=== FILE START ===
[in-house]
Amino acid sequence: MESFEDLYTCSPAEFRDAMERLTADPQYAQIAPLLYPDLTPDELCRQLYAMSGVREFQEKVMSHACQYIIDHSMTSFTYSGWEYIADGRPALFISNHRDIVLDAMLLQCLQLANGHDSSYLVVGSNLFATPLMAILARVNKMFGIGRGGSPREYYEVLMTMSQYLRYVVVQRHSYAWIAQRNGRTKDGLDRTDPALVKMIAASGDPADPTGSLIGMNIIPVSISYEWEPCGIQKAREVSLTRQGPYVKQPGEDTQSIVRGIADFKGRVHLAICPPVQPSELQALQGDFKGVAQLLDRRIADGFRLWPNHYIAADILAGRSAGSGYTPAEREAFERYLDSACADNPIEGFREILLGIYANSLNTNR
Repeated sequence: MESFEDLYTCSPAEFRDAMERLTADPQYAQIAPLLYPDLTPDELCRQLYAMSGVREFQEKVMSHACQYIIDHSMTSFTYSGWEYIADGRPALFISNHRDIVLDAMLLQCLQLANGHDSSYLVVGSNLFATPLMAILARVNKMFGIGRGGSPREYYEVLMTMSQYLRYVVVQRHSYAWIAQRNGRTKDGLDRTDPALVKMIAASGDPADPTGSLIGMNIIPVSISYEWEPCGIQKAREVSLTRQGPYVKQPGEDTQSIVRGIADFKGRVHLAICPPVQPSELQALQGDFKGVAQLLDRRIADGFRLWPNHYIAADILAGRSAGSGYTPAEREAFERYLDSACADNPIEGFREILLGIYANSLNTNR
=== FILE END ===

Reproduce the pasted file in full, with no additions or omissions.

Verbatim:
[in-house]
Amino acid sequence: MESFEDLYTCSPAEFRDAMERLTADPQYAQIAPLLYPDLTPDELCRQLYAMSGVREFQEKVMSHACQYIIDHSMTSFTYSGWEYIADGRPALFISNHRDIVLDAMLLQCLQLANGHDSSYLVVGSNLFATPLMAILARVNKMFGIGRGGSPREYYEVLMTMSQYLRYVVVQRHSYAWIAQRNGRTKDGLDRTDPALVKMIAASGDPADPTGSLIGMNIIPVSISYEWEPCGIQKAREVSLTRQGPYVKQPGEDTQSIVRGIADFKGRVHLAICPPVQPSELQALQGDFKGVAQLLDRRIADGFRLWPNHYIAADILAGRSAGSGYTPAEREAFERYLDSACADNPIEGFREILLGIYANSLNTNR
Repeated sequence: MESFEDLYTCSPAEFRDAMERLTADPQYAQIAPLLYPDLTPDELCRQLYAMSGVREFQEKVMSHACQYIIDHSMTSFTYSGWEYIADGRPALFISNHRDIVLDAMLLQCLQLANGHDSSYLVVGSNLFATPLMAILARVNKMFGIGRGGSPREYYEVLMTMSQYLRYVVVQRHSYAWIAQRNGRTKDGLDRTDPALVKMIAASGDPADPTGSLIGMNIIPVSISYEWEPCGIQKAREVSLTRQGPYVKQPGEDTQSIVRGIADFKGRVHLAICPPVQPSELQALQGDFKGVAQLLDRRIADGFRLWPNHYIAADILAGRSAGSGYTPAEREAFERYLDSACADNPIEGFREILLGIYANSLNTNR